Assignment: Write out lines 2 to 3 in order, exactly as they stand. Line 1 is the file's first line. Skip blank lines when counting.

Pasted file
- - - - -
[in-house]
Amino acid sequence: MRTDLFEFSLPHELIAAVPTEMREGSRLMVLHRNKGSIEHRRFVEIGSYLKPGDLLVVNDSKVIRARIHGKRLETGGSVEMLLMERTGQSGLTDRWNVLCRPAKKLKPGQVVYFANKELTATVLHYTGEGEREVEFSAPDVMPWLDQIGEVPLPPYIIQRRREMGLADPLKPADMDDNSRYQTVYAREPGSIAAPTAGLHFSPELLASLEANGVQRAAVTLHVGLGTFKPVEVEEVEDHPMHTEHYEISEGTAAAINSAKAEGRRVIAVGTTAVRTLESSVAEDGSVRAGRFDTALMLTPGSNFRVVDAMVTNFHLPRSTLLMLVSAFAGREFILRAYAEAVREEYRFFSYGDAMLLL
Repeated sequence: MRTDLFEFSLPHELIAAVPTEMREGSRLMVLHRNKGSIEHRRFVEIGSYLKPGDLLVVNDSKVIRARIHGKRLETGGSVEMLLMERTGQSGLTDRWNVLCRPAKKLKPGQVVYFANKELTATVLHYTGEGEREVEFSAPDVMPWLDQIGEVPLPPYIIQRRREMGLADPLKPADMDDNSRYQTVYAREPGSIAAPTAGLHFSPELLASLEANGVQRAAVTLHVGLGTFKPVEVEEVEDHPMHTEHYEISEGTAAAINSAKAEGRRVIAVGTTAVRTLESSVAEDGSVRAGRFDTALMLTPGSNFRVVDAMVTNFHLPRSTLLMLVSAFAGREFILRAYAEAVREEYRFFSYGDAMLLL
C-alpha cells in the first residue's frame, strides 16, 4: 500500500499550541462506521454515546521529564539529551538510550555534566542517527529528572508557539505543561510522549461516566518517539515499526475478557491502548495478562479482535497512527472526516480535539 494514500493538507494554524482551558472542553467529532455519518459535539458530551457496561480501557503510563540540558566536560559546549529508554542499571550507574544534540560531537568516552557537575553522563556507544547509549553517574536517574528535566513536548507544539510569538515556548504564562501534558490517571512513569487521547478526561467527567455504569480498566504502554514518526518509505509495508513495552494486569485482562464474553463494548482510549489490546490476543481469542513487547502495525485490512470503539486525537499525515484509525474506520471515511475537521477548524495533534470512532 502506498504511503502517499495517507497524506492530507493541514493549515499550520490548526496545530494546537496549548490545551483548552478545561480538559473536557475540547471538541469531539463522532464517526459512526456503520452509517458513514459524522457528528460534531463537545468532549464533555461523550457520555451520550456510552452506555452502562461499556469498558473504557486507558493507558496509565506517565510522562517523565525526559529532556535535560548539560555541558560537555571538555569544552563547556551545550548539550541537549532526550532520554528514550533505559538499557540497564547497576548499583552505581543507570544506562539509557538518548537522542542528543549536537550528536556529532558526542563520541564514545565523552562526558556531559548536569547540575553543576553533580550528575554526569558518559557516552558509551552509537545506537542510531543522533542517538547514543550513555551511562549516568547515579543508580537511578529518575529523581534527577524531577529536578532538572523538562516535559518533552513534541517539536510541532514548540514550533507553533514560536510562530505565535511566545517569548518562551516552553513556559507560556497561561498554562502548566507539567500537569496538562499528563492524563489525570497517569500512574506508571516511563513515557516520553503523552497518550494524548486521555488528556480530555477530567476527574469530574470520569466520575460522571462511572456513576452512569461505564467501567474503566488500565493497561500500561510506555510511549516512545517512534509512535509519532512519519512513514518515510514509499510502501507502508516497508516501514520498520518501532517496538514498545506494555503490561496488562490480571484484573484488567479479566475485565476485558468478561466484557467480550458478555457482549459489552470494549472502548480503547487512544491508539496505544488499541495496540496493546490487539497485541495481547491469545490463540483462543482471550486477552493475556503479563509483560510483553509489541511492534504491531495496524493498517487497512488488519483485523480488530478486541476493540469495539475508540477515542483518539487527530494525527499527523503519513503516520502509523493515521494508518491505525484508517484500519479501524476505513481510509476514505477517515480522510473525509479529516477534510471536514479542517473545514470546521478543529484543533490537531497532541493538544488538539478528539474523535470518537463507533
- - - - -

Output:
Amino acid sequence: MRTDLFEFSLPHELIAAVPTEMREGSRLMVLHRNKGSIEHRRFVEIGSYLKPGDLLVVNDSKVIRARIHGKRLETGGSVEMLLMERTGQSGLTDRWNVLCRPAKKLKPGQVVYFANKELTATVLHYTGEGEREVEFSAPDVMPWLDQIGEVPLPPYIIQRRREMGLADPLKPADMDDNSRYQTVYAREPGSIAAPTAGLHFSPELLASLEANGVQRAAVTLHVGLGTFKPVEVEEVEDHPMHTEHYEISEGTAAAINSAKAEGRRVIAVGTTAVRTLESSVAEDGSVRAGRFDTALMLTPGSNFRVVDAMVTNFHLPRSTLLMLVSAFAGREFILRAYAEAVREEYRFFSYGDAMLLL
Repeated sequence: MRTDLFEFSLPHELIAAVPTEMREGSRLMVLHRNKGSIEHRRFVEIGSYLKPGDLLVVNDSKVIRARIHGKRLETGGSVEMLLMERTGQSGLTDRWNVLCRPAKKLKPGQVVYFANKELTATVLHYTGEGEREVEFSAPDVMPWLDQIGEVPLPPYIIQRRREMGLADPLKPADMDDNSRYQTVYAREPGSIAAPTAGLHFSPELLASLEANGVQRAAVTLHVGLGTFKPVEVEEVEDHPMHTEHYEISEGTAAAINSAKAEGRRVIAVGTTAVRTLESSVAEDGSVRAGRFDTALMLTPGSNFRVVDAMVTNFHLPRSTLLMLVSAFAGREFILRAYAEAVREEYRFFSYGDAMLLL